An approach to supply chain metrics and KPIs
We are often asked what are the key performance indicators that should be considered when measuring supply chain performance. Every time you buy, sell, make, or move something in a supply chain, you leave a data trail. With all this data available, there is nearly an unlimited scope to measure, report and visualise supply chain metrics.
When we have this discussion with clients, we often find that they are in one of two camps:
- Those that do not have formal metrics, relying on informal measures to gauge performance
- Those that have many metrics but struggle to identify which ones are critical
Neither position is ideal, so we have outlined some considerations below to help guide the development of KPIs for your supply chain.
- Measure what is important to the success of your business. Few would argue that customer experience is not important, so we see on time delivery as a measure of performance against customer expectations. Be careful though in taking comfort from partial views of the supply chain performance. On-time shipment reflects warehouse performance, but the customer experience will start at the point of order placement, and finish with the delivery of product to their door. Other measures include revenue or volume indicators, cost performance, efficiency (in terms of rate per unit of effort or time), quality, accuracy (inventory and location). More and more people are looking at metrics that help them capture a measure of sustainability.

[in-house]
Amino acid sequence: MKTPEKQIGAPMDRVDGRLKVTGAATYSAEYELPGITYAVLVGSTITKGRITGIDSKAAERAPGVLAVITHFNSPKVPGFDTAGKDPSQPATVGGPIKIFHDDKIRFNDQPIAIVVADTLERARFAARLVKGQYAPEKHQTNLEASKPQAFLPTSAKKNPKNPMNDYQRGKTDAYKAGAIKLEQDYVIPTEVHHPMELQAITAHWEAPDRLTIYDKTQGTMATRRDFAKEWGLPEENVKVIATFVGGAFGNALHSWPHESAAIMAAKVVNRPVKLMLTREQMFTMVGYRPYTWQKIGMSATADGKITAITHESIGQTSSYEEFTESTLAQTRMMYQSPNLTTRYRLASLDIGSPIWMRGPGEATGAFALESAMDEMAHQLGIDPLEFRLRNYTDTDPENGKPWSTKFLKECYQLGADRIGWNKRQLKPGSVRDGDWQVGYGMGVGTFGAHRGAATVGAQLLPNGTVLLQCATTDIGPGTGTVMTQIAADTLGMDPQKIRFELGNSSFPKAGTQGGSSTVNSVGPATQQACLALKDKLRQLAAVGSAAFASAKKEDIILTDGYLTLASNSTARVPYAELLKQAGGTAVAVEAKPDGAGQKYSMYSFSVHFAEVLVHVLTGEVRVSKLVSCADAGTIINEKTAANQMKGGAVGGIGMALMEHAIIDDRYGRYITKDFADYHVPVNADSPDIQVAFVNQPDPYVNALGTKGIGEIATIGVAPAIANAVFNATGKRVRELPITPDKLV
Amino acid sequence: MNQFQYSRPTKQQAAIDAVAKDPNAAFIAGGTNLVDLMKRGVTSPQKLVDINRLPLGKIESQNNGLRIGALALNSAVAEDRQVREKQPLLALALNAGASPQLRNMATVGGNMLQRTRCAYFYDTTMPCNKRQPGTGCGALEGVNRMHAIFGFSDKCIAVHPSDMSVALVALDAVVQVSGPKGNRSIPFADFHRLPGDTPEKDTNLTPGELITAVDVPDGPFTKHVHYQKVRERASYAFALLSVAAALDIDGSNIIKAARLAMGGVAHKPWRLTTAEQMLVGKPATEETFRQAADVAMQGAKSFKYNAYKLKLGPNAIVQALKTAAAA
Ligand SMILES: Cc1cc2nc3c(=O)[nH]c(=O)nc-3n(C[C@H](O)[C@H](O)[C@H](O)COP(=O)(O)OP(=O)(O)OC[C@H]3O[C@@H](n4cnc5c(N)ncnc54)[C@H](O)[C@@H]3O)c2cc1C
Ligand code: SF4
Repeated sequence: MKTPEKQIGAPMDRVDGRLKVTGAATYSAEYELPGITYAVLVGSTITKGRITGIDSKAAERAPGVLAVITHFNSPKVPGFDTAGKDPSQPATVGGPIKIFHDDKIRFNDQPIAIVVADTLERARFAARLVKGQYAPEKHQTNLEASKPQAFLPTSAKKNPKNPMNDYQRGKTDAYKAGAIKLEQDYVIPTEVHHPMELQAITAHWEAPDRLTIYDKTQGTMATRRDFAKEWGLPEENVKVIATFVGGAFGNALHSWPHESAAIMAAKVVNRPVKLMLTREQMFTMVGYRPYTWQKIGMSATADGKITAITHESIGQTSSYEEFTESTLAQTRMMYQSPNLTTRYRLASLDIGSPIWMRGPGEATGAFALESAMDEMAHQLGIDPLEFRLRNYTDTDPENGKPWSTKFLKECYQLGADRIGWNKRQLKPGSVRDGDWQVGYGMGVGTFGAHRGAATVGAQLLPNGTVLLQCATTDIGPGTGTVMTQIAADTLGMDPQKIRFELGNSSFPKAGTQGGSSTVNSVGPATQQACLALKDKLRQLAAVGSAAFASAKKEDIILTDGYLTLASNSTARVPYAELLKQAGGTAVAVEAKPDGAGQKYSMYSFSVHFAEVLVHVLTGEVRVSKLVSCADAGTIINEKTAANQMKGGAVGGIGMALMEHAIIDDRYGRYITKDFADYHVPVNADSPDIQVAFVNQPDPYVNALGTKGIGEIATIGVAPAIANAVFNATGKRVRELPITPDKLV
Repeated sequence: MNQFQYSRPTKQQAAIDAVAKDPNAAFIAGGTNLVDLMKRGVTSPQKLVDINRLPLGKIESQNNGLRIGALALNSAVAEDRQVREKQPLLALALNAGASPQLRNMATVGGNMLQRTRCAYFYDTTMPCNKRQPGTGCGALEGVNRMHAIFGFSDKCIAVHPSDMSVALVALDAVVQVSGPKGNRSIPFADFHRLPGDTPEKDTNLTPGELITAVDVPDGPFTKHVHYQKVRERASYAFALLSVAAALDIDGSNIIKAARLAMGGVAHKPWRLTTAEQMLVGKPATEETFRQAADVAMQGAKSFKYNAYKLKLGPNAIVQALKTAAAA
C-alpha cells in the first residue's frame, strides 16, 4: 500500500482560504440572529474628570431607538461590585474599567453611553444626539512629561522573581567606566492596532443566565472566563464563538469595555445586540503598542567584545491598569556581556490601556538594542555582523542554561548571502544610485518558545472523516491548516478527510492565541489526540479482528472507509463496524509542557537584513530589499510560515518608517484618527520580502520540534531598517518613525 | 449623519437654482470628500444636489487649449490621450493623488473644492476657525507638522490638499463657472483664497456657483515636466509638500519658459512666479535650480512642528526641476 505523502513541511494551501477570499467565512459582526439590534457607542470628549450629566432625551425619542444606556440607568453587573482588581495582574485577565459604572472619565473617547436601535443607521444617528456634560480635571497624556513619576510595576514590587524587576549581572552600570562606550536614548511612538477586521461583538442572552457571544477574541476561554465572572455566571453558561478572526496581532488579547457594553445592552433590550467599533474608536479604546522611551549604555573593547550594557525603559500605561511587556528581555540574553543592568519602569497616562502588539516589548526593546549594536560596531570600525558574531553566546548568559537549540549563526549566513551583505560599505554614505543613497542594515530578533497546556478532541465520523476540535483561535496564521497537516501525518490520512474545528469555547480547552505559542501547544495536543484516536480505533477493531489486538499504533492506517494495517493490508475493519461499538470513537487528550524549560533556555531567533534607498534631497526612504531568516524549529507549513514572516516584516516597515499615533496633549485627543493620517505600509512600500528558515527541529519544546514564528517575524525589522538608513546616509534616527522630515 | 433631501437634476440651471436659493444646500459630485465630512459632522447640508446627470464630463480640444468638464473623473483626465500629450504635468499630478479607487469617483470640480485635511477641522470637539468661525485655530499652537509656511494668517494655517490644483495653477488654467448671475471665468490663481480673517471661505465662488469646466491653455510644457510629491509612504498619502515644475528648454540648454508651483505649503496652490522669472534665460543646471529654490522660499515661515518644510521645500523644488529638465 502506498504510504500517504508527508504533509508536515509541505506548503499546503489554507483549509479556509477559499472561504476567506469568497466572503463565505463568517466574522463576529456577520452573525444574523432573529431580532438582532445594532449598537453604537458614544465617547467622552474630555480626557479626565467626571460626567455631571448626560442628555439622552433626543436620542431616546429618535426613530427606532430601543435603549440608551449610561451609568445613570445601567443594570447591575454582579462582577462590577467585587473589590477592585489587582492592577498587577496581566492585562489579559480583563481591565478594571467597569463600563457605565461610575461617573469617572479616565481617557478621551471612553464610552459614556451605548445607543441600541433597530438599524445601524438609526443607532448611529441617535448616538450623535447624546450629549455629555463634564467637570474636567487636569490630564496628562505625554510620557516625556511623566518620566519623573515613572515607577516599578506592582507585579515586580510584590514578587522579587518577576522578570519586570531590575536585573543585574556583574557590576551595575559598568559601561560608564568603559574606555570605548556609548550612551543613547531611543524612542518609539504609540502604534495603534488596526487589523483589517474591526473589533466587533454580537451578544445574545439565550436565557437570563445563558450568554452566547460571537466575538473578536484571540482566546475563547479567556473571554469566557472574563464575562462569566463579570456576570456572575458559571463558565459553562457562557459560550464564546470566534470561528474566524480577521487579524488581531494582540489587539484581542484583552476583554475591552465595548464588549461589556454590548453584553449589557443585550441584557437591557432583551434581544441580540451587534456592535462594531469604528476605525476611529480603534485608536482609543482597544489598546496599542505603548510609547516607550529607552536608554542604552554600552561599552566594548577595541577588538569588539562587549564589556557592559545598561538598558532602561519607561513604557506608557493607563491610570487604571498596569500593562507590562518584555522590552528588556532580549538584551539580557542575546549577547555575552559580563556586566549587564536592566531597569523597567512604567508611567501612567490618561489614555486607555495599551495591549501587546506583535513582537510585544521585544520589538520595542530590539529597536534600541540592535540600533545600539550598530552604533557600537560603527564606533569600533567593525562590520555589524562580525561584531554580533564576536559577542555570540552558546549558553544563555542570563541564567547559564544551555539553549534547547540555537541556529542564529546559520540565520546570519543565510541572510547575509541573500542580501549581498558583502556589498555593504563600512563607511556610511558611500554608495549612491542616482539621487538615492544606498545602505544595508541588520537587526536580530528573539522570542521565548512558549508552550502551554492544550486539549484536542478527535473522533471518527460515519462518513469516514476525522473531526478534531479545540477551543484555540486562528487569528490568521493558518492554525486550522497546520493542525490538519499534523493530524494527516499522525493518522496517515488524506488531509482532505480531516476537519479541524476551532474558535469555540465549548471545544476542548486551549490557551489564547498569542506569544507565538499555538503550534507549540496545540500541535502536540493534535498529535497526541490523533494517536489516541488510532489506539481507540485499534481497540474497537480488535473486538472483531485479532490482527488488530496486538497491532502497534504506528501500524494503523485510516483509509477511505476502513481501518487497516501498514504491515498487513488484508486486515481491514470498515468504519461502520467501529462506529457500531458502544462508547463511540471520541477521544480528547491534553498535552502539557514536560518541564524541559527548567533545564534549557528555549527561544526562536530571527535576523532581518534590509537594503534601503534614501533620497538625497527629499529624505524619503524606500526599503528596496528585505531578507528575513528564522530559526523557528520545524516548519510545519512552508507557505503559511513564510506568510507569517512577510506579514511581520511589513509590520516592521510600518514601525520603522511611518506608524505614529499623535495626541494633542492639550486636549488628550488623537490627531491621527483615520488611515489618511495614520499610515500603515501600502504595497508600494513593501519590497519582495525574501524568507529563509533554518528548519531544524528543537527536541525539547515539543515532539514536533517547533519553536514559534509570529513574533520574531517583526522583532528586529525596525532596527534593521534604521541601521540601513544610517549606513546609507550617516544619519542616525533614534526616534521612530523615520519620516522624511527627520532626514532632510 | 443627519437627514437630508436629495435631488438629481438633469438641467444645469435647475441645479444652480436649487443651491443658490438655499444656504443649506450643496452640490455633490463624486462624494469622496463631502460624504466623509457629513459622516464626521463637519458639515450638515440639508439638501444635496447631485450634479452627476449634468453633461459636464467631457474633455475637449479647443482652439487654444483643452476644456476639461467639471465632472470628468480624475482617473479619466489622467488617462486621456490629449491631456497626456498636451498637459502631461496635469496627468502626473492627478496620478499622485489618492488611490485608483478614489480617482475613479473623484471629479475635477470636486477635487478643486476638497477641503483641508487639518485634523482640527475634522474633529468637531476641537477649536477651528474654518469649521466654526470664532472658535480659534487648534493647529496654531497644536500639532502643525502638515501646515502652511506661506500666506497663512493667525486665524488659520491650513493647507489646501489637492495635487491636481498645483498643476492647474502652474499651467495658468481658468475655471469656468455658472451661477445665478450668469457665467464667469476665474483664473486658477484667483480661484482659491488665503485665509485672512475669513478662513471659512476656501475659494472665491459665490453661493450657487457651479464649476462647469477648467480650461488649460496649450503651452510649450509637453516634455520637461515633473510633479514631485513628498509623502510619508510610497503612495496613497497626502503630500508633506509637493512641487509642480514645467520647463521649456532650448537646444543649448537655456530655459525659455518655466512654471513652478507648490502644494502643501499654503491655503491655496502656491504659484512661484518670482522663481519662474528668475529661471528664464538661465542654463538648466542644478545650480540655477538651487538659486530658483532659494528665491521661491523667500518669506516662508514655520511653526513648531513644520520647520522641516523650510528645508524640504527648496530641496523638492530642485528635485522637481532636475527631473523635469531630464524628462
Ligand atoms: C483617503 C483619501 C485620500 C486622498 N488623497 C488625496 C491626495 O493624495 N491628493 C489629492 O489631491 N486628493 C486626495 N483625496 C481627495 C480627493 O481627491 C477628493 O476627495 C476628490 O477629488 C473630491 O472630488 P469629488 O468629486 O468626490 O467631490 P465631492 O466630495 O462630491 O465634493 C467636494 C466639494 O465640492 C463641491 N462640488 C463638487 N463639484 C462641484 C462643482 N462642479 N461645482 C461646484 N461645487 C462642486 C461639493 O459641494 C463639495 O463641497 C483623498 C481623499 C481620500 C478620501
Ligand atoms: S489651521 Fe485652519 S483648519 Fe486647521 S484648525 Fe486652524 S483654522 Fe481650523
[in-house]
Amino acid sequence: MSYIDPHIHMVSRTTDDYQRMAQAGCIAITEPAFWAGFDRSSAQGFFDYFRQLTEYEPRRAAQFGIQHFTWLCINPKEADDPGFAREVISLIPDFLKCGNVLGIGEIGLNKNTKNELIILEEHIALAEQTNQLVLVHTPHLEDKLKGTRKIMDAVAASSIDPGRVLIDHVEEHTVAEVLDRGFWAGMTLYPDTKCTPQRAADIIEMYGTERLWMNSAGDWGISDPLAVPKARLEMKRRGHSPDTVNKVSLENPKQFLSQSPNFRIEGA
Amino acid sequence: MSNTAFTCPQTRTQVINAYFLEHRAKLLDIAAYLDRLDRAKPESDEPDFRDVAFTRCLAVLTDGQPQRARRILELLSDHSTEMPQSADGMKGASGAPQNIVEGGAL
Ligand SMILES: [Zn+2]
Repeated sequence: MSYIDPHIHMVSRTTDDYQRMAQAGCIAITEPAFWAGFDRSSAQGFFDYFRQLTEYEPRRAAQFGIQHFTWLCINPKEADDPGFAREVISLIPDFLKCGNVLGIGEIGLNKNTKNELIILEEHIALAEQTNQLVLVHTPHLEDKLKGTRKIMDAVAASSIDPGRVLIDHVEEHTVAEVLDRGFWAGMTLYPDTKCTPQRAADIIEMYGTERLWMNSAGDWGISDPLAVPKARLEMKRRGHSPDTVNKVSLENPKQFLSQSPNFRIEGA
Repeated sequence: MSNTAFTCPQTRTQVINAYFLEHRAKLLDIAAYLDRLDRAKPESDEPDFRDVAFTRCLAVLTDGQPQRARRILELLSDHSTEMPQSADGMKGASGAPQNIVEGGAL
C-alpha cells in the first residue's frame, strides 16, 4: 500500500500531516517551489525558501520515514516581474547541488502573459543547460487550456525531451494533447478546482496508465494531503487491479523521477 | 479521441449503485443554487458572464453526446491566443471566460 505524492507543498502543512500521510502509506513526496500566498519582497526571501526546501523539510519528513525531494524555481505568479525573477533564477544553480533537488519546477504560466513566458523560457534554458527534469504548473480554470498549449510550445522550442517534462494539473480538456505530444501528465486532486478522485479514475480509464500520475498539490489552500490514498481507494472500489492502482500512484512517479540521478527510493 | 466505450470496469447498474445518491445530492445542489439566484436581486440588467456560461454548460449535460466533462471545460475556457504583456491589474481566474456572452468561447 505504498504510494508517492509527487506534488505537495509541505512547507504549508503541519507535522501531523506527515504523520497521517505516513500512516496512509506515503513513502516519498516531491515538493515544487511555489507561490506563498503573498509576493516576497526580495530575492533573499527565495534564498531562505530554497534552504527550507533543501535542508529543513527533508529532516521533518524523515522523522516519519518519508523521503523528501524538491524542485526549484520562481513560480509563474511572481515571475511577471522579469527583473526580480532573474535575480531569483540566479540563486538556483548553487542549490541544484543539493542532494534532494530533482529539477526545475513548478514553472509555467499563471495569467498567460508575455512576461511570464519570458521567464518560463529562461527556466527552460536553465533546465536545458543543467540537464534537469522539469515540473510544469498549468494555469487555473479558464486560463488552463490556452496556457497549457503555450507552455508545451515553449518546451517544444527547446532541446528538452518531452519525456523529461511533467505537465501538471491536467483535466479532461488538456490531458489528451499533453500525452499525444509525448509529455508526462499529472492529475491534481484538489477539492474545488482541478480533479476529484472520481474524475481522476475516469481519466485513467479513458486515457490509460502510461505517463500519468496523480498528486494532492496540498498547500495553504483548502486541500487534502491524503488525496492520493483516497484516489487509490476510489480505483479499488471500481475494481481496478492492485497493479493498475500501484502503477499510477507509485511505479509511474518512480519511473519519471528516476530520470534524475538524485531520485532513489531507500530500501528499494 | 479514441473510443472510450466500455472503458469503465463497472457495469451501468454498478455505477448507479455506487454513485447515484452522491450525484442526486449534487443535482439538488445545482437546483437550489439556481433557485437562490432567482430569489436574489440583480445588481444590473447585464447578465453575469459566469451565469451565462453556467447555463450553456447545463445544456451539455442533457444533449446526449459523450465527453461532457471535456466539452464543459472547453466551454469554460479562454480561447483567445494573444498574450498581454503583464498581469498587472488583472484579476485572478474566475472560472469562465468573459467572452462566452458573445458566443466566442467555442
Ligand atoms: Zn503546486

- Metrics should be relevant to how you think about the business, like an objective narrator providing a fact-based commentary on what is happening. If you think about your business in terms of channels, customer types, or markets, then ideally your metrics will reflect this also.
- Averages can be deceptive, so make sure to understand what is happening to the tail or exceptions. If your fulfillment operation is 98% on time, how late is the remaining 2%? What is the ageing of any backlog and what are the reasons for the 2% miss? These frequently provide greater insights than a single number on a screen.
- Consider the scope of what you measure. Each area of the business will most likely have what is relevant for them – procurement, receiving, warehouse, manufacturing, fulfillment, logistics, quality, sales and returns. Encourage owners to adopt metrics for their own departments and consider a tiering of metrics to feed into overall supply chain performance.
- When deciding how many metrics you need, consider what will get used and managed. Producing metrics for the sake of numbers on a dashboard is a waste of time and energy. Metrics support the governance structure for a supply chain, and it is as important to consider what will be reviewed and by whom, daily, weekly, monthly and quarterly. It is only in their use that metrics have the desired effect in helping understand, control and improve supply chain performance.
- Think beyond numbers on a screen. Some of the most effective metrics are visual metrics and controls. For example, defined areas in a warehouse or factory floor for product awaiting receipt or processing. The use of cones on pallets to designate a quality status are a visual way of seeing the status of backlog or control in an area. These visual metrics can be owned and controlled by the operations team.
Keep the list of metrics alive and if a metric is not being used, then replace it with one that is of more relevance to the organisation. Prune regularly and remember that the clue is in the title – key performance indicators are the few ones that really make a difference in an organisation. If you would like to refresh how you are looking at your supply chain, reach out to us at any stage for a conversation.
Supply Chain Enabled